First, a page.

האגודה הישראלית לחקר יחסי עבודה

מחקר, הוראה ומדיניות בתחום יחסי העבודה

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  • שרגא ברוש, יו"ר לשכת התאום לארגונים הכלכליים
  • קובי בר-נתן, מ"מ הממונה על השכר במשרד האוצר
  • השופטת ורדה וירט-לבנה, נשיאת בית הדין הארצי לעבודה
  • עו"ד שלמה יצחקי, הממונה הראשי על יחסי עבודה
  • עו"ד אבי ניסנקורן, יו"ר הנהגת ההסתדרות הכללית החדשה

חיפוש מחקרים

Canada : Announcing the Roy Adams', CIRA “Canadian Freedom of Association Award”

The Canadian Freedom of Association Award: Why and For Whom?

Although I had been researching and teaching international and comparative industrial relations for many years, I first began to pay

serious attention to labour rights as human rights in the early 1990s when McMaster introduced its Theme School on International Justice and Human Rights and I was asked to develop the international labour rights course. What I came to realize more clearly than I had before is that, although we have pledged to respect international human rights law, in many ways Canadian law, custom and practice is out of sync with international law.

Collective bargaining is a fundamental human right, recognized as such by relevant international organizations and most nations of the world but we do not honour it as a human right.

Employers, for example, who would not consider discouraging women from applying for jobs historically held by men, regularly make it known that they will do whatever the law permits to discourage their employees from forming the unions necessary to engage in collective bargaining.

Canada is a member of the International Labour Organization and all members of the ILO have a constitutional responsibility to “promote” collective bargaining but our governments don’t do that. “Promote” means “to encourage to exist or flourish” but our governments do not encourage employees to form unions and bargain collectively. Instead they remain neutral thereby granting legitimacy to the absence of collective bargaining and to the efforts of employers to avoid the process.

Viable, independent unions have a right to negotiate collective agreements and to organize work stoppages in support of their proposals but if they are unable to meet the stringent requirements for becoming “exclusive agent” for all employees in some government recognized bargaining unit, they get no government support. Rather than easy, as international standards say it should be, the road to union representation and a jointly regulated workplace is rocky, dangerous and difficult.

Independent unions have no effective, protected right to strike and although it is clearly contrary to international law, even government certified unions on legal strike have regularly had their strike rights illicitly abrogated by the threat or practice of back to work orders.

And, let me provide one final way that our practices offend international human rights law: advice on how to avoid unions and collective bargaining is regularly on display at management conferences and in the classrooms of Canada’s business schools. University and college teachers do not commonly advocate practices that are clearly illegal, such as firing union activists, but they do teach potential human resource management executives how unions and collective bargaining may be rendered “unnecessary” much as Machiavellian advisors counseled their dictatorial “princes” on the ways to make democracy unnecessary.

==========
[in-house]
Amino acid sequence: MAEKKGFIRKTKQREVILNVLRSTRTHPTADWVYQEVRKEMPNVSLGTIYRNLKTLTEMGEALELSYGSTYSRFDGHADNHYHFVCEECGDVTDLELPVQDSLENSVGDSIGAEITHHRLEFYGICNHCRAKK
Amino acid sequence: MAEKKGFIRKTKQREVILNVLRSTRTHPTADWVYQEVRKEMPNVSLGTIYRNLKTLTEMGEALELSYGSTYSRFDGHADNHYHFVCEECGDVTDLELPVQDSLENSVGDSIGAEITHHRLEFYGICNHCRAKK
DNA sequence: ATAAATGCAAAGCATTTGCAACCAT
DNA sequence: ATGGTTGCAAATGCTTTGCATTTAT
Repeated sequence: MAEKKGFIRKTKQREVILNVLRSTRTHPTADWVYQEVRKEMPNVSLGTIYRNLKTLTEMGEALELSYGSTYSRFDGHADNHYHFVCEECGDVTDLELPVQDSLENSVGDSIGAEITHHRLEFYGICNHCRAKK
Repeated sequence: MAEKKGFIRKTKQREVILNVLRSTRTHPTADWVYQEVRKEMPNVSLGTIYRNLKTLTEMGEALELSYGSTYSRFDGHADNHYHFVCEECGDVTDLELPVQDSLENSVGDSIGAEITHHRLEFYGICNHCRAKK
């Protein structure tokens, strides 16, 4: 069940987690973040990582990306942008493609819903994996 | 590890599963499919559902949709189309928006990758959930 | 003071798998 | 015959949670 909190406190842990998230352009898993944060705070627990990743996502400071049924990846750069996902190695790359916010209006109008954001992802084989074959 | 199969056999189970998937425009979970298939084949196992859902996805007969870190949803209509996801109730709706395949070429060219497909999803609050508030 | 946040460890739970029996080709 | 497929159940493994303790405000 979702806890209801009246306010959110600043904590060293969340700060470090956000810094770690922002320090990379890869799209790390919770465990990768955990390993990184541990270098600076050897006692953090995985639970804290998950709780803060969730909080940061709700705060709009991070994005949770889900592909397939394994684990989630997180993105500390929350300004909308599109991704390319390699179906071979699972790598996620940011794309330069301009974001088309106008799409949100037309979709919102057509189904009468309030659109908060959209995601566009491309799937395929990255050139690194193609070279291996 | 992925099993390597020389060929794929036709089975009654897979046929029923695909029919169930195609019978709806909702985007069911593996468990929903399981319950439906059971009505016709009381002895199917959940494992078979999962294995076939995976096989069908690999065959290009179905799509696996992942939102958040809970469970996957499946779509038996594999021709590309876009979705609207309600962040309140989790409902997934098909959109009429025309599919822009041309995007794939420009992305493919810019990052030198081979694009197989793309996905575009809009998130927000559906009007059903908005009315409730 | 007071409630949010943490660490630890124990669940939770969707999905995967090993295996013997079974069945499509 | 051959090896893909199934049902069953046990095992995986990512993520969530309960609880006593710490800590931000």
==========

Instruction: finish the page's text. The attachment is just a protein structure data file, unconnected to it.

This award is intended to encourage those who would expose and oppose these practices.

It might go to a civil society organization that went to extraordinary efforts to increase consciousness of the duty of governments to promote collective bargaining. Better yet, it might go to a political party that made collective bargaining promotion part of its electoral platform. Or still better yet, it might go to a sitting government that put a plan in place to increase collective bargaining coverage, where it is lagging, to over 50, or 60 or 70%.

It might go also to an employer who scrupulously respected international standards by, for example, publicly announcing to his/her employees the firm’s willingness to enter into good faith negotiations leading to a collective agreement with any independent, democratic union with sufficient resources to effectively represent employee interests on a daily basis.

It might go to a union that made active efforts to help workers exercise their right to organize in any format with which they feel comfortable so long as it is not illegal and conforms to international human rights law. It might go to any organization or government deemed to rigorously respect worker strike rights especially in situations when doing so requires political courage.

It might also go to a University Business School that pledged to teach human resource management as practiced in unionized firms on the basis that all firms of any size would be unionized were the enterprise to rigorously respect international human rights law.

And, of course, the award might go to individuals – professors, union leaders, corporate executives, citizens-at large – who made extraordinary efforts to bring about a Canadian industrial relations system consistent with international law.

I’ve not mentioned constitutional law because it must be seen at this point to be, by default, virtually synonymous with international law.  In its recent jurisprudence, the Supreme Court of Canada has, to a very large degree, handed down decisions consistent with international law.

I am sure that the committee of the Canadian Industrial Relations Association will be able to identify many more efforts worthy of this award. If over time the award is able to raise consciousness of the disconnect between our current practices and what our practices ought to be, its establishment will be a success.

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